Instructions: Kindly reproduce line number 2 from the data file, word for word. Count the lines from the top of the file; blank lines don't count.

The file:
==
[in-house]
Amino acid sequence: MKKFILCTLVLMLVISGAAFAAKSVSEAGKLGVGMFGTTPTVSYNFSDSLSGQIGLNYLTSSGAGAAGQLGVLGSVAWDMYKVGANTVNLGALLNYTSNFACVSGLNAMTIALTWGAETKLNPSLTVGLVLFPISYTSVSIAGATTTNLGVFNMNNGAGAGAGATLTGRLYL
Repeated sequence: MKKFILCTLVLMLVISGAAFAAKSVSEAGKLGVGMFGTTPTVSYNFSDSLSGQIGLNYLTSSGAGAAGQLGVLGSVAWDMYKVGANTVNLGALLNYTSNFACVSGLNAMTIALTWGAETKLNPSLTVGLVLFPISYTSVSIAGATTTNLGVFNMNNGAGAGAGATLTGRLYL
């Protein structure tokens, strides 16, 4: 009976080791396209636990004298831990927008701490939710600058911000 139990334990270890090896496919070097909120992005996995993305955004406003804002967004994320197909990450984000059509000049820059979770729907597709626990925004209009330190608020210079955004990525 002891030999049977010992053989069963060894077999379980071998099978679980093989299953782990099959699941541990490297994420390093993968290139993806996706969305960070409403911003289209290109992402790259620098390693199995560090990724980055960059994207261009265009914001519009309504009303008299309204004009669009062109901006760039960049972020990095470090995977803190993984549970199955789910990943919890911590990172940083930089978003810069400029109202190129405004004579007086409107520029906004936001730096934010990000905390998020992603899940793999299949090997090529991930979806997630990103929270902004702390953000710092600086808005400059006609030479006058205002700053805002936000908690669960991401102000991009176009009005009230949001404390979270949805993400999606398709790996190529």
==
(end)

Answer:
Amino acid sequence: MKKFILCTLVLMLVISGAAFAAKSVSEAGKLGVGMFGTTPTVSYNFSDSLSGQIGLNYLTSSGAGAAGQLGVLGSVAWDMYKVGANTVNLGALLNYTSNFACVSGLNAMTIALTWGAETKLNPSLTVGLVLFPISYTSVSIAGATTTNLGVFNMNNGAGAGAGATLTGRLYL